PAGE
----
If, like us, you can’t get enough of Ticket Oak, this Q3 roundup is for you: First, the deciduous celeb was invited to bare all in ESPN magazine’s annual “Body Issue” — an honor and a horror, simultaneously (NSFW!). Second, he’s offering couples dubious marriage counseling in a new TV spot. Third, and no less impressive, he’s appearing on the sides of StubHub food trucks, dispensing “Hot Seats Eats” in major cities across the country. What’s more, T.O. is branching out into pop-up stores, appearing virtually and fully-animated, so fans can snap a selfie with their “favorite” (his description) star. And, finally, the big barker is all over the NFL homepage and ESPN properties, including Grantland, and continues to tear up social media, cracking wise and sporting exceedingly oversized shades.
View the full case study.
Industry bible Communication Arts has honored Duncan/Channon in this year’s prestigious Typography Annual for design of the new Tahoe South identity for the Lake Tahoe Visitors Authority. The fetchingly named Underware were the talented type designers.
A comprehensive rebrand and the “Find Your Book” campaign Duncan/Channon created for Blurb have garnered a second year of industry accolades, the latest honors being coveted slots in the Brand New Awards and Communication Arts Advertising Annual. Much appreciation is due the visionary client, not to mention the insightful (and handsome? beautiful?) judges, who saw fit to include D/C among such exalted company.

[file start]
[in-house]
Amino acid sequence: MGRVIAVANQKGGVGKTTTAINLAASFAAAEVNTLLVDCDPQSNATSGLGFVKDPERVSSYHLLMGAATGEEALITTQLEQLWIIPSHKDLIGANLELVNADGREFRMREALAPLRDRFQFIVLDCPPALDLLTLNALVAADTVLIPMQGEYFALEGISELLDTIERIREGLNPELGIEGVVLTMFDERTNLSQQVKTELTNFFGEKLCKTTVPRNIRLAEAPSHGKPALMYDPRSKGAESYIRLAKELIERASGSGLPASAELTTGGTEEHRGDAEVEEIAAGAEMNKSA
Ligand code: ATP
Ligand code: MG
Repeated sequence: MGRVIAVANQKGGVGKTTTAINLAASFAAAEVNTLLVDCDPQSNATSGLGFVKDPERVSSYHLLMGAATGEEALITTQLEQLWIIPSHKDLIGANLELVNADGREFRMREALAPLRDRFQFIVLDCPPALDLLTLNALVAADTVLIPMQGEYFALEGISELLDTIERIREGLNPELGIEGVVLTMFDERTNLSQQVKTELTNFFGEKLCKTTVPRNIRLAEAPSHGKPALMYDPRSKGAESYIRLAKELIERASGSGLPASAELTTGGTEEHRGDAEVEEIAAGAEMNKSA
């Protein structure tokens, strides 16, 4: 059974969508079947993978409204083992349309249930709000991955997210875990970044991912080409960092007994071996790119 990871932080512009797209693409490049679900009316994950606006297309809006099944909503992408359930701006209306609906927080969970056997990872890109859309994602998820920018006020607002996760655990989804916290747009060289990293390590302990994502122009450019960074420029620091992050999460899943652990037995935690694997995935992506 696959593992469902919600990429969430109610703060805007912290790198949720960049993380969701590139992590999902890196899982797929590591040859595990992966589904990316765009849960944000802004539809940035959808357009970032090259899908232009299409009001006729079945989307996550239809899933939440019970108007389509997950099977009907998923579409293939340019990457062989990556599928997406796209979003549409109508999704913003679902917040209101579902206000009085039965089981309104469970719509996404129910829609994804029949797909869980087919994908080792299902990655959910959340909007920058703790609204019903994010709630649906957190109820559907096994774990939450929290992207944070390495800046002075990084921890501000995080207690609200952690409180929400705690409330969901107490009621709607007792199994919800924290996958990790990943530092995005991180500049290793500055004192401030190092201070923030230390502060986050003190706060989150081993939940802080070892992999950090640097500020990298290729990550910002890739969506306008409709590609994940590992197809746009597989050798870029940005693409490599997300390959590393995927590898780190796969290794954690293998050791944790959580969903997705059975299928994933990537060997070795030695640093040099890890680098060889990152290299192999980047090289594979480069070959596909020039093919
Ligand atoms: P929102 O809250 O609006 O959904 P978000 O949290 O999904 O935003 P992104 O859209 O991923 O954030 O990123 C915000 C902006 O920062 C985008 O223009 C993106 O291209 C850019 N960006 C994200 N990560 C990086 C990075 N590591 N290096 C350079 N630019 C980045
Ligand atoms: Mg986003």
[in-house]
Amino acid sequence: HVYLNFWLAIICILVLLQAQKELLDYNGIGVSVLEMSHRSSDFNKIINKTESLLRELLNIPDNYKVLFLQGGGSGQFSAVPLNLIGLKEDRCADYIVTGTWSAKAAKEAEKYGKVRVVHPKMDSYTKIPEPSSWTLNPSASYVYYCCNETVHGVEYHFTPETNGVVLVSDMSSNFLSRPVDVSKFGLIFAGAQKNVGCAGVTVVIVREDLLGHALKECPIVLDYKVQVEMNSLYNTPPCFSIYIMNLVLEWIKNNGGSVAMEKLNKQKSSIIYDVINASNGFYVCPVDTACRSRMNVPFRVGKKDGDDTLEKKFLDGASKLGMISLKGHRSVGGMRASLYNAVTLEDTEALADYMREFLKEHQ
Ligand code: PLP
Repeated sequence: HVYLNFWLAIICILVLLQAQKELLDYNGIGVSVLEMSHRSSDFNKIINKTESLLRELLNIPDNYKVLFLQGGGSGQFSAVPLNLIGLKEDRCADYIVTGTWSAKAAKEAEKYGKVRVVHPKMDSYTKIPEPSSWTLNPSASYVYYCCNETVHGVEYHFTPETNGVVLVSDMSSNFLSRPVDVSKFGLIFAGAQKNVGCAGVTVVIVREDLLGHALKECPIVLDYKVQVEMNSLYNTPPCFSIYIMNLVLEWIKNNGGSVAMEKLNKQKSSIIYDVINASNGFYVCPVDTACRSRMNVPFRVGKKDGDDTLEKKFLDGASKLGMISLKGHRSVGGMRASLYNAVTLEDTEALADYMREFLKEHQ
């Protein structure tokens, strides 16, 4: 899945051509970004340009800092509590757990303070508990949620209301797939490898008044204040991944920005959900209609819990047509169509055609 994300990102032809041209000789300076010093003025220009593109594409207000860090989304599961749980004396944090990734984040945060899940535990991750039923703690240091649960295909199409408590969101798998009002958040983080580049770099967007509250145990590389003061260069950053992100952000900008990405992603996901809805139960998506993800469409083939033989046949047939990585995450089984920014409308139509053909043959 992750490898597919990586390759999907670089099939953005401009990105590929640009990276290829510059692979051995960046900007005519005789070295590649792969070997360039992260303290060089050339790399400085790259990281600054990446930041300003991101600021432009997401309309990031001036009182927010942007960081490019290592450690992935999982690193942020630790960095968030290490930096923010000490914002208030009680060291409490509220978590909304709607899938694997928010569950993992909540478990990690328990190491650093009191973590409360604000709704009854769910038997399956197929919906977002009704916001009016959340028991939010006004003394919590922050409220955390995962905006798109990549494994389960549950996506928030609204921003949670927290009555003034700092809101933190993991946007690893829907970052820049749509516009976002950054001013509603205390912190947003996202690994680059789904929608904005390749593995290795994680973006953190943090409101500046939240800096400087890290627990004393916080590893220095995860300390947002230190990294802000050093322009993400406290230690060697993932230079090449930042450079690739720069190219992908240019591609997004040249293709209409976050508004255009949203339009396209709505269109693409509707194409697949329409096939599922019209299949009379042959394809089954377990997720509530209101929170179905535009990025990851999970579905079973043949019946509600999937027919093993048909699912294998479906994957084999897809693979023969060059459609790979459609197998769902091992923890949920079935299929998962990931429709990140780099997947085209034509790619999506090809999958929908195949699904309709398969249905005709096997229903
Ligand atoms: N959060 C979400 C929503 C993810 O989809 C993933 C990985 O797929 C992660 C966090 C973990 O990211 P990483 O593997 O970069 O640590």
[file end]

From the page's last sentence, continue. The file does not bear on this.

View the full case study.
In the last three years, the happy egg co, a division of Noble Foods, has rocketed from startup brand to the UK’s dominant egg purveyor. And they’ve done so by offering eggs from hens that are not just liberated from cages and then confined to stifling barns, but that live in actual green pastures. Truly free-range, no spin about it. This fall, after galvanizing the British public, the happy egg co. is coming to the US. And, following a pitch, they hired a truly free-range agency – the uncageable Duncan/Channon – to develop a digital brand in the US.
The mission was two-fold: create a voice that speaks authentic American and develop a digital presence that lives where US shoppers live. With 25% of US consumers using smartphones to look up product info while shopping in stores, that means a website that is fully responsive – designed to know what device the shopper is on, its screen size and to adjust, seamlessly. The site tells consumers all about “the girls,” their humane habitat and the difference between “cage-free” and “free range” in quirky copy and a half-dozen videos shot on the farm by the D/C team.
In addition, there are “egg-centric” recipes, games and chicken jokes for kids and, shortly after launch, celebrity chefs joining in, also on video. Social sharing features allow the connected-mom target to do what she likes to do: easily share with friends on Facebook, Twitter, Google+, Pinterest and via email. But, most importantly, the site finally and unequivocally answers the age-old question: which came first, the chicken or the egg?
See more after the jump.